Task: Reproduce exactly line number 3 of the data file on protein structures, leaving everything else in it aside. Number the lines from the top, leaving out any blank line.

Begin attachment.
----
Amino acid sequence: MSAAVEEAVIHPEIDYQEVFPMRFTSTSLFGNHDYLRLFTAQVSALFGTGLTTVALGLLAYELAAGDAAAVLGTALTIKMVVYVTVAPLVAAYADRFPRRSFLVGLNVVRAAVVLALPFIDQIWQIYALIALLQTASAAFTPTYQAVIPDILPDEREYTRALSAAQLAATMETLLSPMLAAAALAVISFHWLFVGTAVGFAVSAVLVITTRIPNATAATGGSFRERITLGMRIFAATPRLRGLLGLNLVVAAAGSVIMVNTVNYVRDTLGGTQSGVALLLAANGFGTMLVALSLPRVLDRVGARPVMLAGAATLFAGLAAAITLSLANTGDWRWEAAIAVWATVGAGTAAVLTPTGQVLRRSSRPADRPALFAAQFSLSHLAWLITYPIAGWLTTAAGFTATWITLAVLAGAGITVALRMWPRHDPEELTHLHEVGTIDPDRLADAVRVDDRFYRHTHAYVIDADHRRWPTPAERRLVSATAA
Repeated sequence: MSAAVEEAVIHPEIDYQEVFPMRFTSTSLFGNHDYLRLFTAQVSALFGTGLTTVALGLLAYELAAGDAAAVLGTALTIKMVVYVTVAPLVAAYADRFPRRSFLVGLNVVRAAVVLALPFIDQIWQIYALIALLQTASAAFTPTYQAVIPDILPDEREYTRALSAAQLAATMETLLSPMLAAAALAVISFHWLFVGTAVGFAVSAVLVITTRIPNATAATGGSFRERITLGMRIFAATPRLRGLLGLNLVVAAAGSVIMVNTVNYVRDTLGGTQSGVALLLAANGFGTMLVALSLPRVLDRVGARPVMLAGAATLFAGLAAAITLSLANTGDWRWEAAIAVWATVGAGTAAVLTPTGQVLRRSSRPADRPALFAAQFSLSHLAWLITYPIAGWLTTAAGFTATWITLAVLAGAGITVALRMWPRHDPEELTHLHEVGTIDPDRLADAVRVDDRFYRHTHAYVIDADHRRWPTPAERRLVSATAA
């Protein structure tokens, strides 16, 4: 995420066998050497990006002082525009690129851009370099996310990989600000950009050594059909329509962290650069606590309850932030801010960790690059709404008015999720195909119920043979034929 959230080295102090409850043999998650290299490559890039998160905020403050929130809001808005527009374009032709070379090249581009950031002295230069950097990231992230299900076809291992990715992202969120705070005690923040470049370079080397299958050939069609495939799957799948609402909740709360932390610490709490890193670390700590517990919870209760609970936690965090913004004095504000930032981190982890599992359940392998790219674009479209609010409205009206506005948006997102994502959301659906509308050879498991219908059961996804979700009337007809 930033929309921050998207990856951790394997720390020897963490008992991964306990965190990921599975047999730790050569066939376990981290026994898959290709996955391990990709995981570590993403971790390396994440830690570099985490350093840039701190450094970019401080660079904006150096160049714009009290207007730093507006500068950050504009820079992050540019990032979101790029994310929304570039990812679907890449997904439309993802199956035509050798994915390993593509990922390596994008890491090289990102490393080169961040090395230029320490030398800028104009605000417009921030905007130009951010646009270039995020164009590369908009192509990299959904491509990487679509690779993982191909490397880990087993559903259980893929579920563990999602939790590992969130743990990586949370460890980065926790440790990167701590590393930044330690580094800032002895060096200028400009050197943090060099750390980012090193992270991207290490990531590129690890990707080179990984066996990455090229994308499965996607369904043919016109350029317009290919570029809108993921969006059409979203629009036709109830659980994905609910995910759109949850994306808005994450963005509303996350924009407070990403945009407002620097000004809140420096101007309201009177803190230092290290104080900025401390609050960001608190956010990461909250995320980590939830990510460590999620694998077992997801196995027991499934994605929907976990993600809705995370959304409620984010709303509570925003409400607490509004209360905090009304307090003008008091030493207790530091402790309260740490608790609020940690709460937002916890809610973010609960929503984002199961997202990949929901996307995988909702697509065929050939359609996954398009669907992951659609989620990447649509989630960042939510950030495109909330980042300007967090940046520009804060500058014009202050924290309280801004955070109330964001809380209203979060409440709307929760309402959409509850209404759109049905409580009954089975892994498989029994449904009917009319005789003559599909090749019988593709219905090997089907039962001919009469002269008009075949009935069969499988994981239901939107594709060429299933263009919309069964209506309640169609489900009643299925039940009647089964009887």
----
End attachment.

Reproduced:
């Protein structure tokens, strides 16, 4: 995420066998050497990006002082525009690129851009370099996310990989600000950009050594059909329509962290650069606590309850932030801010960790690059709404008015999720195909119920043979034929 959230080295102090409850043999998650290299490559890039998160905020403050929130809001808005527009374009032709070379090249581009950031002295230069950097990231992230299900076809291992990715992202969120705070005690923040470049370079080397299958050939069609495939799957799948609402909740709360932390610490709490890193670390700590517990919870209760609970936690965090913004004095504000930032981190982890599992359940392998790219674009479209609010409205009206506005948006997102994502959301659906509308050879498991219908059961996804979700009337007809 930033929309921050998207990856951790394997720390020897963490008992991964306990965190990921599975047999730790050569066939376990981290026994898959290709996955391990990709995981570590993403971790390396994440830690570099985490350093840039701190450094970019401080660079904006150096160049714009009290207007730093507006500068950050504009820079992050540019990032979101790029994310929304570039990812679907890449997904439309993802199956035509050798994915390993593509990922390596994008890491090289990102490393080169961040090395230029320490030398800028104009605000417009921030905007130009951010646009270039995020164009590369908009192509990299959904491509990487679509690779993982191909490397880990087993559903259980893929579920563990999602939790590992969130743990990586949370460890980065926790440790990167701590590393930044330690580094800032002895060096200028400009050197943090060099750390980012090193992270991207290490990531590129690890990707080179990984066996990455090229994308499965996607369904043919016109350029317009290919570029809108993921969006059409979203629009036709109830659980994905609910995910759109949850994306808005994450963005509303996350924009407070990403945009407002620097000004809140420096101007309201009177803190230092290290104080900025401390609050960001608190956010990461909250995320980590939830990510460590999620694998077992997801196995027991499934994605929907976990993600809705995370959304409620984010709303509570925003409400607490509004209360905090009304307090003008008091030493207790530091402790309260740490608790609020940690709460937002916890809610973010609960929503984002199961997202990949929901996307995988909702697509065929050939359609996954398009669907992951659609989620990447649509989630960042939510950030495109909330980042300007967090940046520009804060500058014009202050924290309280801004955070109330964001809380209203979060409440709307929760309402959409509850209404759109049905409580009954089975892994498989029994449904009917009319005789003559599909090749019988593709219905090997089907039962001919009469002269008009075949009935069969499988994981239901939107594709060429299933263009919309069964209506309640169609489900009643299925039940009647089964009887």